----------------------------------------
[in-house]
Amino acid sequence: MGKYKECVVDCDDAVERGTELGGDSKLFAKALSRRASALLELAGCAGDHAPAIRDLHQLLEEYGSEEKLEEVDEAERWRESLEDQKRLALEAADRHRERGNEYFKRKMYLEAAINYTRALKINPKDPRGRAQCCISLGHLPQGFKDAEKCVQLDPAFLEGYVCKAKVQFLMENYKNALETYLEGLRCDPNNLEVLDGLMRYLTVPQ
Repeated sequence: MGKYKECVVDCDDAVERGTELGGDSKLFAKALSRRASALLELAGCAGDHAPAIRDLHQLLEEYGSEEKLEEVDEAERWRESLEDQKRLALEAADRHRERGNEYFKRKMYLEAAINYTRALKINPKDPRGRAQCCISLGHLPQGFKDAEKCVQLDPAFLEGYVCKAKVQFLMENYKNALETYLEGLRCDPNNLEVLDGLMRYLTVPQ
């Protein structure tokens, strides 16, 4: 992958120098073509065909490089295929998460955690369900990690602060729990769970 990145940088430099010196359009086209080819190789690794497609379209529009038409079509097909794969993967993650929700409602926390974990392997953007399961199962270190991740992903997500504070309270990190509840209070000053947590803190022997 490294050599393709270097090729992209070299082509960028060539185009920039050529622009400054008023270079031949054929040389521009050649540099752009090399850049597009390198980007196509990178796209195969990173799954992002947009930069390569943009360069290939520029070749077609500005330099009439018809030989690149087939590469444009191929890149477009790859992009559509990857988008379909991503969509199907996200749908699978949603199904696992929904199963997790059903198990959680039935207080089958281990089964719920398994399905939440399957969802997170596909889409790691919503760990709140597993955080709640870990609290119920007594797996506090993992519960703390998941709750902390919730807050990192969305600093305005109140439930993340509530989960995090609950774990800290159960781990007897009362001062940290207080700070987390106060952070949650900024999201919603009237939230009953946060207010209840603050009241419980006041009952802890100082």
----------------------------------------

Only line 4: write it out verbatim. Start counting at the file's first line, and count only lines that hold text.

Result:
């Protein structure tokens, strides 16, 4: 992958120098073509065909490089295929998460955690369900990690602060729990769970 990145940088430099010196359009086209080819190789690794497609379209529009038409079509097909794969993967993650929700409602926390974990392997953007399961199962270190991740992903997500504070309270990190509840209070000053947590803190022997 490294050599393709270097090729992209070299082509960028060539185009920039050529622009400054008023270079031949054929040389521009050649540099752009090399850049597009390198980007196509990178796209195969990173799954992002947009930069390569943009360069290939520029070749077609500005330099009439018809030989690149087939590469444009191929890149477009790859992009559509990857988008379909991503969509199907996200749908699978949603199904696992929904199963997790059903198990959680039935207080089958281990089964719920398994399905939440399957969802997170596909889409790691919503760990709140597993955080709640870990609290119920007594797996506090993992519960703390998941709750902390919730807050990192969305600093305005109140439930993340509530989960995090609950774990800290159960781990007897009362001062940290207080700070987390106060952070949650900024999201919603009237939230009953946060207010209840603050009241419980006041009952802890100082």